City's director search narrows
Published: Sunday, February 1, 2004 at 6:01 a.m.
Last Modified: Sunday, February 1, 2004 at 12:16 a.m.
Gainesville's Equal Opportunity Department has had its share of scandals: allegations of illegal phone tapping, a police raid, a trial pitting top city officials against a former department employee and the firing of several employees.
Now, the Equal Opportunity Department - responsible for investigating claims of discrimination inside City Hall and throughout Gainesville - is being reorganized in hopes of avoiding the controversies of the past.
In a move approved by voters more than a year ago, the department will be headed by a director who responds only to the City Commission, not to the city manager.
That independence will give it more authority to make sometimes-controversial decisions without influence from other city officials, proponents of the new office say.
"We want to make sure that there is not the perception that the decisions are made with pressure from the supervisor," said City Commissioner Craig Lowe, who served on a committee that recommended the creation of the charter-level position years ago.
Despite the Equal Opportunity Department's rocky past, plenty of people are still interested in heading the office.
The City Commission will begin interviewing seven finalists for the newly created director's spot on Thursday and hope to make its choice on Feb. 9. In total, the search for a new Equal Opportunity director has taken almost a year and cost about $20,000.
The finalists were selected from a pool of about 95 applicants by a search firm hired by the city.
A committee of five Gainesville residents - each one appointed by a city commissioner, before the commission expanded to seven members last year - oversaw the search.
Pegeen Hanrahan, a member of the committee, said it's hard to put a finger on why so many people who have worked at the department have left or been fired "under difficult circumstances."
But choosing the new director is crucial, she said, because that person could work for the city for years to come. And as a charter officer, the new director also will be responsible for hiring and supervising all employees in the department.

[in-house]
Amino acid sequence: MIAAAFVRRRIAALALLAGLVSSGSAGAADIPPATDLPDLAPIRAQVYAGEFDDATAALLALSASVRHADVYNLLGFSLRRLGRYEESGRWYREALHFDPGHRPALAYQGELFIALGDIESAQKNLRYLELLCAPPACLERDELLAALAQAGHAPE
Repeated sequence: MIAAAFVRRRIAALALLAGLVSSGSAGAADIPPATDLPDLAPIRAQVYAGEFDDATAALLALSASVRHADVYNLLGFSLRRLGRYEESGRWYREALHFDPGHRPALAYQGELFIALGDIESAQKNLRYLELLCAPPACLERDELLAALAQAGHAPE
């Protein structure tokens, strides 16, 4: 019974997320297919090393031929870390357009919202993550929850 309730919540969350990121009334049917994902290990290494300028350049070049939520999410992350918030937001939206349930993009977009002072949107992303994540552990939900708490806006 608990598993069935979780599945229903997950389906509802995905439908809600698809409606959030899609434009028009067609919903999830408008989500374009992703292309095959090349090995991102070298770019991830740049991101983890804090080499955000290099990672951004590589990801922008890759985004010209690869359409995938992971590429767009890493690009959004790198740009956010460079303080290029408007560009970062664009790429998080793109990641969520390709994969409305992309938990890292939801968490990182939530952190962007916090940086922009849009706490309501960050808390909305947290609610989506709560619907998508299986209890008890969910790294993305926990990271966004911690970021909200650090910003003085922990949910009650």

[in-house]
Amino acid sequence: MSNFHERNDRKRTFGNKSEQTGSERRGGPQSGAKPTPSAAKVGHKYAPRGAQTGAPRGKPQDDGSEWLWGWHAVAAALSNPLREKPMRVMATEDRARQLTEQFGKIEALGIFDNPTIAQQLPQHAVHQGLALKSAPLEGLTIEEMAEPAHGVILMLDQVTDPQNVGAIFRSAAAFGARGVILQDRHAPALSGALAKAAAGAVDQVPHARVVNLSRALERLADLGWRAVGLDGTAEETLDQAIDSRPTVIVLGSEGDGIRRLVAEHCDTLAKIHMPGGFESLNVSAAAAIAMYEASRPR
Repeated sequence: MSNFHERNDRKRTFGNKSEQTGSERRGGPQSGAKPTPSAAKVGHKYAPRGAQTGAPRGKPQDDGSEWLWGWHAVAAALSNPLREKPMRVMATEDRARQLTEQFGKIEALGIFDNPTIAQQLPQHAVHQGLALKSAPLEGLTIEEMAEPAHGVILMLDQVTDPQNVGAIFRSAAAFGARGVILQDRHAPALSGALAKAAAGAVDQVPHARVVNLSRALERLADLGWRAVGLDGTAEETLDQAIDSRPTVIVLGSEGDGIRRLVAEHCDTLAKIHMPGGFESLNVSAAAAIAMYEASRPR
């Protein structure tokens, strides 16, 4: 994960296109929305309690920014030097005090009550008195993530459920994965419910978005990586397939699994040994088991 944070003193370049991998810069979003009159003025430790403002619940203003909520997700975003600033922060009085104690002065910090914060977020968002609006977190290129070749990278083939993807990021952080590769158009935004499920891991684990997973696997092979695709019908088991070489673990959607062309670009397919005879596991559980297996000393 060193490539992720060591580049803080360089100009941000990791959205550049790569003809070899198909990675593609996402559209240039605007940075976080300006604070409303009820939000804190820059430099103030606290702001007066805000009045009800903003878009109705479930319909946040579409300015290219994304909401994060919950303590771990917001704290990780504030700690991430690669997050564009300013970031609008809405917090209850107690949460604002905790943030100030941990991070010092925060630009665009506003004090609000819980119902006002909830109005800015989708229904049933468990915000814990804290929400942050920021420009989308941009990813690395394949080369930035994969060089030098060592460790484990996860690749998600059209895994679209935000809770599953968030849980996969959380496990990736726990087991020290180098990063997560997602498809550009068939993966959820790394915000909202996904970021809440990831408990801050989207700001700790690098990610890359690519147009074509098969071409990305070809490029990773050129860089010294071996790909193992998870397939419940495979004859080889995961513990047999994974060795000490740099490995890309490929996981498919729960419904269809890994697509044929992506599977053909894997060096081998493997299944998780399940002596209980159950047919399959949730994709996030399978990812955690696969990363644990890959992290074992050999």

"If you get the hiring right, everything else is easy. If you get the hiring wrong, everything else is a nightmare," Hanrahan said.
Finalists for the position are:
"It's a very impressive field of candidates. There's a question of whether we had too many good candidates," Lowe said.
The new director will earn between $60,000 and $75,000.
An eighth candidate - Darrell Elmore, a former equal opportunity director who was fired and then sued the city in federal court - was dropped from the list of finalists because of his settlement with the city.
Elmore, a former program coordinator with the Alachua County Equal Opportunity Office, was hired in 1998 to revive the department after it was closed in 1995.
He was fired by City Manager Wayne Bowers in 2000 for insubordination, including not submitting written memos to Bowers before distribution to city officials and commissioners.
In his settlement with the city, Elmore received $15,000 and agreed not to apply for a job with the city.
Elmore, now a second year law student at the University of Florida, told the commission last month that he should still be a candidate. He says state law doesn't bind the City Commission to follow an agreement signed by the city manager.
The commission voted 5-2 not to include Elmore in the pool of finalists.
Warren Nielsen and Craig Lowe voting to include him; Ed Braddy, Rick Bryant, Tom Bussing, Chuck Chestnut and Tony Domenech voted against it.
Ashley Rowland can be reached at 374-5095 or rowlana@ gvillesun.com.
FYI: Hiring schedule
10 to 11 p.m.: Citizen comment regarding the hiring decision.
Department being reorganized
FYI: Gainesville's Equal Opportunity Department
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